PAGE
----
Training on Sustainable Forest Management started in Community Forests (PART 1)
Mid October, the ‘Promoting Sustainable Forest Management in the Kavango-Zambezi Region in Namibia’ (NSFM)-Project commenced with its workshops in Community Forests in Kavango West, Kavango East as well as Zambezi Region; Mbeyo, Likwaterera, Zilitene and Lubuta were the first Community Forests that got training on Sustainable Forest Management.
The NSFM-Project is an initiative implemented by the Hanns Seidel Foundation (HSF) Namibia together with the Desert Research Foundation of Namibia (DRFN) and is funded by the European Union. The projects aim is to support an active multi-stakeholder dialogue on the concept of Sustainable Forest Management with a focus on valuable hardwood as a contribution to an improved implementation of that concept in the Kavango and Zambezi Regions in Namibia. The objectives are to (i) introduce the concept of Sustainable Forest Management and raise awareness about its benefits, to (ii) improve the appreciation for different and diverging views on Sustainable Forest Management among different stakeholders, as well as to (iii) strengthen the knowledge and skills around Sustainable Forest Management. To achieve the third objective, the NSFM-Project is implementing workshops amongst other activities.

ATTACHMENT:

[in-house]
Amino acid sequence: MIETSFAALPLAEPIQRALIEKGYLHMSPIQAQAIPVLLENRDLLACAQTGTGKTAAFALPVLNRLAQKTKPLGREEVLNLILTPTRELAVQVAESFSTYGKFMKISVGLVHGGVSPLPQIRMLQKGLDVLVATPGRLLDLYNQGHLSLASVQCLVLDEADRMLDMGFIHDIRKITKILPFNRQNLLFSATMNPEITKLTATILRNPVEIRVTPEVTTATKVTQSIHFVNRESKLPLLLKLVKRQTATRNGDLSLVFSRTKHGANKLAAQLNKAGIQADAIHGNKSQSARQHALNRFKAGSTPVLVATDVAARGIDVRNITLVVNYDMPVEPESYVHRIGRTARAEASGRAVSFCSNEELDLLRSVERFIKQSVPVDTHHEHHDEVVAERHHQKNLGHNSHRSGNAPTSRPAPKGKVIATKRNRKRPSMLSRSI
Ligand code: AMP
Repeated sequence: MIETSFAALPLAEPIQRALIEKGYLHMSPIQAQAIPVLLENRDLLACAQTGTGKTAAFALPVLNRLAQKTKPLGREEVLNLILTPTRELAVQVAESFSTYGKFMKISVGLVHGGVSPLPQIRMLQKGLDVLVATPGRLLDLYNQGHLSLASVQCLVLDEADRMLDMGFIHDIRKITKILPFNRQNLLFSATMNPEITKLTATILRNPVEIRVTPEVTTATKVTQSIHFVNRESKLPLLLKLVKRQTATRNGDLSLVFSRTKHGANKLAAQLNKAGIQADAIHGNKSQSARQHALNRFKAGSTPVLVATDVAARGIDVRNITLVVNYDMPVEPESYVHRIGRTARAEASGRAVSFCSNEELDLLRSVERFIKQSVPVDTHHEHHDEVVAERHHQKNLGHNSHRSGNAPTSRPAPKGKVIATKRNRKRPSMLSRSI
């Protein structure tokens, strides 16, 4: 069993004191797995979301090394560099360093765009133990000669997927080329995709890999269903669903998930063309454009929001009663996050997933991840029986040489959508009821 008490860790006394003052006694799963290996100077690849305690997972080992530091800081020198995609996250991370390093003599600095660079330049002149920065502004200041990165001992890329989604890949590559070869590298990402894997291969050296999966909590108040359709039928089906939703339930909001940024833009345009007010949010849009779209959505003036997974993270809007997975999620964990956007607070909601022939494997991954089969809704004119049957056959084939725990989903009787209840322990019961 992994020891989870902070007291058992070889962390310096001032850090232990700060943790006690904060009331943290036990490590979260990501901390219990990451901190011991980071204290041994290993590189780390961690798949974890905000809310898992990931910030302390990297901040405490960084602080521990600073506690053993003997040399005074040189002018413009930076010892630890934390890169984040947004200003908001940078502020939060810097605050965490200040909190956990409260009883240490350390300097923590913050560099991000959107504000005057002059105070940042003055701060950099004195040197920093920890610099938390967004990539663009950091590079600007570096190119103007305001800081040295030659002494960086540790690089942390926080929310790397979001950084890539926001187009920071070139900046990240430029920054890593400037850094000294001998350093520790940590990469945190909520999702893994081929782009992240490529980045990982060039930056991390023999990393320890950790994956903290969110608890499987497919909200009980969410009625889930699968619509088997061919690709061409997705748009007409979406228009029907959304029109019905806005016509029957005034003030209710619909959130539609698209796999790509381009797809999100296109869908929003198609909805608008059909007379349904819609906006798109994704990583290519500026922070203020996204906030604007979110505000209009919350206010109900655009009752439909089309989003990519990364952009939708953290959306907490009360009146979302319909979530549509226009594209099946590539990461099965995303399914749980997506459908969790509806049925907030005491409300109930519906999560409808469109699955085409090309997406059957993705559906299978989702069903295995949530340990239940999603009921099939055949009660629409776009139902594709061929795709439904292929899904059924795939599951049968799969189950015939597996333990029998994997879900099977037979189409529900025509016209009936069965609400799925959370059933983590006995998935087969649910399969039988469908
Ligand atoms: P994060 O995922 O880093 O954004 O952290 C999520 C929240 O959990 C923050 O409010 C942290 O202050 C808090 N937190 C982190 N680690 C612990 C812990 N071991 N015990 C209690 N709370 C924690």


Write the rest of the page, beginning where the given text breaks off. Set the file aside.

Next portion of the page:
During the two-day-long workshops, the members of the Community Forests were trained on the various facets of Sustainable Forest Management. After starting with the official opening including prayer, welcoming remarks, introduction, participants’ expectations and ground rules, the trainer illustrated the basics of Sustainable Forest Management to form a solid foundation for the subjects to follow. Divided into groups, the participants had to work out the various usages of trees. While discussing the different usages, the trainer directed them to the three pillars of Sustainable Forest Management, namely the environmental, the economic and the social pillar.
The role of Community Forests in Sustainable Forest Management was next on the schedule, as well as the subject of deforestation, forest degradation and climate change. By doing group work on mapping their Community Forest in the year of its gazettement and of today, the participants realized to what extent their Community Forest has changed regarding cutting trees for building more villages or homesteads, or for getting bigger roads. After the participants presented their maps, the trainer asked them: “What do the two maps tell you and how do you feel about it?”. The answer was very clear: “Deforestation is coming!”
The first workshop day ended with the subject of sustainable harvesting methods.
[continue with PART 2 Training on Sustainable Forest Management started in Community Forests (PART 2)]